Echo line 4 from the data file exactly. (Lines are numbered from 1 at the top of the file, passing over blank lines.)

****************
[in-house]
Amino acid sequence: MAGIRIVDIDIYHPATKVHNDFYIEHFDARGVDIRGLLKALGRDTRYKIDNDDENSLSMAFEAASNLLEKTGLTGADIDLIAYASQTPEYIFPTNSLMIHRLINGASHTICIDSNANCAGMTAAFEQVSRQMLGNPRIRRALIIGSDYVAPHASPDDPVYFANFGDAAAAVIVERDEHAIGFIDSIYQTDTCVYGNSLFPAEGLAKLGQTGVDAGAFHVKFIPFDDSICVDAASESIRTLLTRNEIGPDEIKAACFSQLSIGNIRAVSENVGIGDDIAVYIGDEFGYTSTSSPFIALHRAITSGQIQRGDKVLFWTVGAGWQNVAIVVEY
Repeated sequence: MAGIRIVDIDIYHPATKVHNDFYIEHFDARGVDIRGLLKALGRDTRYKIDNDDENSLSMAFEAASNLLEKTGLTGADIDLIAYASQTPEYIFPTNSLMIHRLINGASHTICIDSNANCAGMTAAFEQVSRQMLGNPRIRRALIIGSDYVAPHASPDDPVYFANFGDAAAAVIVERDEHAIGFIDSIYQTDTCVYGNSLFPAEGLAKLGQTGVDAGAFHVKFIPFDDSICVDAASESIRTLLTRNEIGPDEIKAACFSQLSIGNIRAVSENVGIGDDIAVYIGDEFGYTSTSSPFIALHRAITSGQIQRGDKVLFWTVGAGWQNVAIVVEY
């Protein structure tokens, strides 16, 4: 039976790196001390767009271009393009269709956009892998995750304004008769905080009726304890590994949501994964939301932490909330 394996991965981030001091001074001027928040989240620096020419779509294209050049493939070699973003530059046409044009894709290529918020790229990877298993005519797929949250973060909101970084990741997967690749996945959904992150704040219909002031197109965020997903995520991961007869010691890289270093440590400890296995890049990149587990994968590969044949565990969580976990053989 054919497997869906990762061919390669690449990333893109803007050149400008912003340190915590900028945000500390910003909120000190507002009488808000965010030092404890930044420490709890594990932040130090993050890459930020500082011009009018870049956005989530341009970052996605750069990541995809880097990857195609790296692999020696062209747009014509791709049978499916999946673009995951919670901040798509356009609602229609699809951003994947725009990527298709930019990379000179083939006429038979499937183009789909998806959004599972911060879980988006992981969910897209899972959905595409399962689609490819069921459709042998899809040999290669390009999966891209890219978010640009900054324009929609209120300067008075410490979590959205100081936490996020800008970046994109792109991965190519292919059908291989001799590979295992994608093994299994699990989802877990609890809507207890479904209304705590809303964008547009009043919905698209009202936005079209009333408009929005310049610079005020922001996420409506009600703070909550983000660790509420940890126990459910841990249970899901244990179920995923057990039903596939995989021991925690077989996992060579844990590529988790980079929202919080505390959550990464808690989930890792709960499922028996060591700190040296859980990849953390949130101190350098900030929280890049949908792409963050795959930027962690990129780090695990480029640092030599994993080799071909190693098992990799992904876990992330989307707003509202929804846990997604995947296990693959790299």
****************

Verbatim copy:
């Protein structure tokens, strides 16, 4: 039976790196001390767009271009393009269709956009892998995750304004008769905080009726304890590994949501994964939301932490909330 394996991965981030001091001074001027928040989240620096020419779509294209050049493939070699973003530059046409044009894709290529918020790229990877298993005519797929949250973060909101970084990741997967690749996945959904992150704040219909002031197109965020997903995520991961007869010691890289270093440590400890296995890049990149587990994968590969044949565990969580976990053989 054919497997869906990762061919390669690449990333893109803007050149400008912003340190915590900028945000500390910003909120000190507002009488808000965010030092404890930044420490709890594990932040130090993050890459930020500082011009009018870049956005989530341009970052996605750069990541995809880097990857195609790296692999020696062209747009014509791709049978499916999946673009995951919670901040798509356009609602229609699809951003994947725009990527298709930019990379000179083939006429038979499937183009789909998806959004599972911060879980988006992981969910897209899972959905595409399962689609490819069921459709042998899809040999290669390009999966891209890219978010640009900054324009929609209120300067008075410490979590959205100081936490996020800008970046994109792109991965190519292919059908291989001799590979295992994608093994299994699990989802877990609890809507207890479904209304705590809303964008547009009043919905698209009202936005079209009333408009929005310049610079005020922001996420409506009600703070909550983000660790509420940890126990459910841990249970899901244990179920995923057990039903596939995989021991925690077989996992060579844990590529988790980079929202919080505390959550990464808690989930890792709960499922028996060591700190040296859980990849953390949130101190350098900030929280890049949908792409963050795959930027962690990129780090695990480029640092030599994993080799071909190693098992990799992904876990992330989307707003509202929804846990997604995947296990693959790299």